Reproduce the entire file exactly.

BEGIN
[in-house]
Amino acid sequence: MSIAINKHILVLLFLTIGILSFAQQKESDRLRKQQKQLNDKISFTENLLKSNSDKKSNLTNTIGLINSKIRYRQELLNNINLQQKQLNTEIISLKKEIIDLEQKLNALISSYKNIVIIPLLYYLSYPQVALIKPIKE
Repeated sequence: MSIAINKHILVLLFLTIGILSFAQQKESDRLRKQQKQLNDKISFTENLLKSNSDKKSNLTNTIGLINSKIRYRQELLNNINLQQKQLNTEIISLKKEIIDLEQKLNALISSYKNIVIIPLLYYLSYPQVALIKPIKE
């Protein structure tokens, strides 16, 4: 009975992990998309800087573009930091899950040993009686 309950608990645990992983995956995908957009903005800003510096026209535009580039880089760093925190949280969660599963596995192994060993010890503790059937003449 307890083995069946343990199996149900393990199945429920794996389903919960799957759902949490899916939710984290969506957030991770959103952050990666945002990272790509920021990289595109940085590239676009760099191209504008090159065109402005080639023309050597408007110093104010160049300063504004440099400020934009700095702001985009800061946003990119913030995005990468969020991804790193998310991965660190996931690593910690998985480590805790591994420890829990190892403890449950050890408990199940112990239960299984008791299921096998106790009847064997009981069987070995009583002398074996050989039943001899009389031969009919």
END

[in-house]
Amino acid sequence: MSIAINKHILVLLFLTIGILSFAQQKESDRLRKQQKQLNDKISFTENLLKSNSDKKSNLTNTIGLINSKIRYRQELLNNINLQQKQLNTEIISLKKEIIDLEQKLNALISSYKNIVIIPLLYYLSYPQVALIKPIKE
Repeated sequence: MSIAINKHILVLLFLTIGILSFAQQKESDRLRKQQKQLNDKISFTENLLKSNSDKKSNLTNTIGLINSKIRYRQELLNNINLQQKQLNTEIISLKKEIIDLEQKLNALISSYKNIVIIPLLYYLSYPQVALIKPIKE
């Protein structure tokens, strides 16, 4: 009975992990998309800087573009930091899950040993009686 309950608990645990992983995956995908957009903005800003510096026209535009580039880089760093925190949280969660599963596995192994060993010890503790059937003449 307890083995069946343990199996149900393990199945429920794996389903919960799957759902949490899916939710984290969506957030991770959103952050990666945002990272790509920021990289595109940085590239676009760099191209504008090159065109402005080639023309050597408007110093104010160049300063504004440099400020934009700095702001985009800061946003990119913030995005990468969020991804790193998310991965660190996931690593910690998985480590805790591994420890829990190892403890449950050890408990199940112990239960299984008791299921096998106790009847064997009981069987070995009583002398074996050989039943001899009389031969009919």